My changing world as a remote worker

I’ve worked at home for many years. I never believed I would see a radical change to my routine when the UK went into lockdown in March. However, the sudden shift to everyone working at home has had a significant impact.

I’ve faced challenges to the way I work and manage my diary and time. As a result, I’ve had to learn new methods to adapt to the situation. And realistically, I don’t see it changing in the future. With added personal concerns, I don’t think I’m alone to say this has affected my well-being. During UK Mental Health Week, an ONS survey highlighted in late March 2020 that 49.6% of people in Great Britain reported high anxiety. In my blog, I want to share some of the challenges I’ve faced and the positive changes I have made.

Meetings, meetings and more meetings

I think we are all in agreement. Without a shadow of doubt there has been a dramatic increase in audio and video meetings. In April and May, the number of meetings I’ve attended doubled in comparison to the two months before lockdown. More meetings have resulted in more preparation time in my diary. My calendar resembled one block of back-to-back meetings with only a one-hour break at lunchtime. Where could I fit in other priorities that need to be delivered on top of this?

Richard van Wageningen recently wrote an excellent LinkedIn post asking why meetings need to be 30 or 60 minutes long and why not 45 minutes instead. I’ve taken that a little step further. I’m now booking more 15 to 20 minute calls. Shorter calls allow me to focus clearly on the topic. When finished, I have some clear time in my diary to look at other actions. I’ve also revisited how I approach my priorities. I’ve reduced my daily action list to a maximum of five tasks to complete a day. Two tasks taking around one hour each and the remaining actions shorter in length. I now have a more manageable diary and achievable to do list.

Never switching off

More meetings has resulted in additional time looking at my laptop screen or being attached to my phone. Both require absolute concentration and can be extremely tiring. In the past, my one hour lunch break was long enough to recharge my batteries before the afternoon schedule. This is no longer the case, and I am now taking more breaks. I take a few minutes every hour to leave my laptop. Believe me it was very difficult at first! I take time to step outside to get fresh air, make a cup of tea, do housework or even do some coloring! Five minutes an hour makes all the difference. I can then return to my laptop refreshed and ready to go. I’ve also stopped doing one of my very bad habits – reading my emails while eating lunch!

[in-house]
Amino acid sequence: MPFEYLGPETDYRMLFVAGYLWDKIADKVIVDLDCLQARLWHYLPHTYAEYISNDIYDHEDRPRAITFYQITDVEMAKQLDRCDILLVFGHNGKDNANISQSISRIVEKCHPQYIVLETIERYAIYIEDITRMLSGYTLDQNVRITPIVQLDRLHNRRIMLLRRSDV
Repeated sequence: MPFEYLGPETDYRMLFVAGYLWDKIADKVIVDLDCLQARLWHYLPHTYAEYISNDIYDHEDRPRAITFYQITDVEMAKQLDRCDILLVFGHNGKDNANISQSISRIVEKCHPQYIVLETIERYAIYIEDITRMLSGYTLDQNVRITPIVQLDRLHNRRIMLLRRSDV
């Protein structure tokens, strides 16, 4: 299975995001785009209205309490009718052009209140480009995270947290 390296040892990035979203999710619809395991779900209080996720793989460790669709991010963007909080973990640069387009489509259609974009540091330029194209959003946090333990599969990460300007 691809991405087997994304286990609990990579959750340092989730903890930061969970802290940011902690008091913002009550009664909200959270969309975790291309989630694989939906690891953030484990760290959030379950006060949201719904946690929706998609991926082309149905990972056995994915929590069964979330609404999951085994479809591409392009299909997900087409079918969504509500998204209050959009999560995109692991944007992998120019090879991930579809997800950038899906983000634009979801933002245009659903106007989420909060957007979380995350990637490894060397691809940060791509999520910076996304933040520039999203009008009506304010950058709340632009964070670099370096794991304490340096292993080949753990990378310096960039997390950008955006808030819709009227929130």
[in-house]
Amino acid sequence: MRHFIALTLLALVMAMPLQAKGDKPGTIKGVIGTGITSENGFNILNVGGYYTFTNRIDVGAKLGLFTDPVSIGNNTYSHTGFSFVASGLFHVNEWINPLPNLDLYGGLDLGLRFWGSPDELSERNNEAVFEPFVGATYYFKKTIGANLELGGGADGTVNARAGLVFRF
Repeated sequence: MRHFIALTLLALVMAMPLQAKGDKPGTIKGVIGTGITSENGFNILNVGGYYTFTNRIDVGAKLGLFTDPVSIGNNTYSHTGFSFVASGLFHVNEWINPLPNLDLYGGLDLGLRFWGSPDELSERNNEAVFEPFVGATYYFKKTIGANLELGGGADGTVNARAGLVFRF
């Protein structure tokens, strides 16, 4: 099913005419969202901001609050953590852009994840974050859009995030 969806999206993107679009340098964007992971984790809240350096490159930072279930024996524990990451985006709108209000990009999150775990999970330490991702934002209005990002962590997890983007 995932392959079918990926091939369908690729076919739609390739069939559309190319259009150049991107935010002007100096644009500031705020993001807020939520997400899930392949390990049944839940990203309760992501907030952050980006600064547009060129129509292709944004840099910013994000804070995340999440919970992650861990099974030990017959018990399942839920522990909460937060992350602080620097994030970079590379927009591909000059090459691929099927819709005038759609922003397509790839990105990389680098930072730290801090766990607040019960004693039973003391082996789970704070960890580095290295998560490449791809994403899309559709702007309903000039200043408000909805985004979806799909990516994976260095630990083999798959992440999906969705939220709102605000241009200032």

Inviting work into your home

With more video calls, I have virtually invited colleagues, suppliers and partners into my home environment. This new way of working has thrown up a number of new considerations. In my early video calls, I found myself stressing about: will I be disturbed, what room should I sit in, is my background appropriate, what am I wearing and is my camera switched on. The list is endless. I’m not alone, and there have been countless articles giving advice on how to cope with video calls and the correct etiquette. I have concluded to just give myself more time. I try to leave my previous meeting earlier to prepare my “setting,” ensure I am seated comfortably and be connected to my next meeting on time.

We are not invincible

Without a doubt the crisis has affected people’s health and well-being. The dramatic change in work circumstances, with added personal life stress, has mounted up. Since mid-March, I have been isolated with my partner on our boat with little contact with the outside world at all. The situation at times has been a little tough.

I have to say my support network at Orange Business has been fantastic. My manager has always given me the time to chat whenever I need to. Regular virtual chats with colleagues, friends and family have enabled me to let off steam. And there are many invaluable online well-being resources at work I can tap into if I ever need them.

It may seem that I’ve only made small changes to the way I work. But I can already see the positive benefits.

I would be interested to hear from other remote workers about your experiences of adapting to the new way of working.

Tracy Wilks
Tracy Wilks

I am European PR and Social Media Manager and also UK&I Marketing Manager supporting my local account team. In my spare time I love to travel and live on a replica Dutch barge on The River Thames.